Navy's newest satellite designed to improve battlefield communications
SASEBO NAVAL BASE, Japan — The Navy announced plans Monday to launch a lighter, less expensive joint tactical satellite designed to improve battlefield communications.
The Tactical Microsatellite (TacSat)-4, which was funded by the Office of Naval Research and developed by the Naval Research Laboratory, will is scheduled to launch Sept. 27, with plans to begin transmitting data about a month later, according to a Navy news release.
The satellite will let servicemembers across the world use a handheld radio for mobile communications in the field without having to set up an antenna, Navy officials said. This lets constant connectivity to the operations hub and will cut down time on channel assignments.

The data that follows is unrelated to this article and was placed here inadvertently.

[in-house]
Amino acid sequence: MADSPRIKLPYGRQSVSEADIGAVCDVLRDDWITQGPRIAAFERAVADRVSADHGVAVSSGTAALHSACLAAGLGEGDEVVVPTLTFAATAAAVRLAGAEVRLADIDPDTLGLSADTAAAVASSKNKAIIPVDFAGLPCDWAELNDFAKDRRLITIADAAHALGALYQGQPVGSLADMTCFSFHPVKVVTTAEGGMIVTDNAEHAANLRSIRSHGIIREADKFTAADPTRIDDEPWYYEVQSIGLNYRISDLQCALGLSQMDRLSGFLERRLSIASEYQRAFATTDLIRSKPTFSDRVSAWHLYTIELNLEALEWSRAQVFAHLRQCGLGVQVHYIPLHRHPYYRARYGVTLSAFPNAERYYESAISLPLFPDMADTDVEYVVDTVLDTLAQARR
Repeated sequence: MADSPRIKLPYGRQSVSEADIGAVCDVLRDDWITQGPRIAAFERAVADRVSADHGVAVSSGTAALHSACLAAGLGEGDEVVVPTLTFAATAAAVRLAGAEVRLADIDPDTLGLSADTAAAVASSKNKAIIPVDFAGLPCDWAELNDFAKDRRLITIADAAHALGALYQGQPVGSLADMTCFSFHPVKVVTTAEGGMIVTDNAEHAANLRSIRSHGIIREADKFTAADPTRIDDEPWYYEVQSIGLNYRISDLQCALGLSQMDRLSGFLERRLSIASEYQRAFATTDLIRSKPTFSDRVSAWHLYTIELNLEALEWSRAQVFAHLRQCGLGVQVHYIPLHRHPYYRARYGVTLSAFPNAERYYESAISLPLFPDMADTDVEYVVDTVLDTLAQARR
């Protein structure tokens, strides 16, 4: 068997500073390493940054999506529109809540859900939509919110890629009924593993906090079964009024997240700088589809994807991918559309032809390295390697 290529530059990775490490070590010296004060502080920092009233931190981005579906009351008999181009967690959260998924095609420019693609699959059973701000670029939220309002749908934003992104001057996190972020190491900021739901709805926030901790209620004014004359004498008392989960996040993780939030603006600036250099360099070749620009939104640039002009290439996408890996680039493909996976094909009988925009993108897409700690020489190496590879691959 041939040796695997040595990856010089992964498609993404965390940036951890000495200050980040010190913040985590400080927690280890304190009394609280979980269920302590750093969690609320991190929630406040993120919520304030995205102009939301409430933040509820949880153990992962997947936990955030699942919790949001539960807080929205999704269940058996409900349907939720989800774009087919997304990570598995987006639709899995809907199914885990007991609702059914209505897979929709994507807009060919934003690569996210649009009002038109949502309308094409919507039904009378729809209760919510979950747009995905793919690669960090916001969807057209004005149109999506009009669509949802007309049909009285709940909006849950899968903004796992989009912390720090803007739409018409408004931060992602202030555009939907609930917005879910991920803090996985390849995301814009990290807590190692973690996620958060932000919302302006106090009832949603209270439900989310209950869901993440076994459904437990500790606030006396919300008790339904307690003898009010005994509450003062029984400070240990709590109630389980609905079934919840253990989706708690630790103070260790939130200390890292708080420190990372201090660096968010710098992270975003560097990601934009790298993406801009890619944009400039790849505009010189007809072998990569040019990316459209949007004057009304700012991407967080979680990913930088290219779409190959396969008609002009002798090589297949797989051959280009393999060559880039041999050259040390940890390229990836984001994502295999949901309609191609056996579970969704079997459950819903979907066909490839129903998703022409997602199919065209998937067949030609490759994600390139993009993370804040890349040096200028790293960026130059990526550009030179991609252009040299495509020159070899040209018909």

“TacSat-4 fills a Navy and Marine Corps capability gap by enabling ‘comms on the move,’” said Bob McCoy, a senior scientist at the Office of Naval Research. “That is a unique feature of this system. No other Department of Defense satellite system can relay information from the satellite all the way down to warfighters’ portable communications packs and handheld radios.”
The fourth-generation microsatellite weighs 990 pounds compared to 4,300 pounds for the industry average and is less expensive than a conventional system, the release said.
From staff reports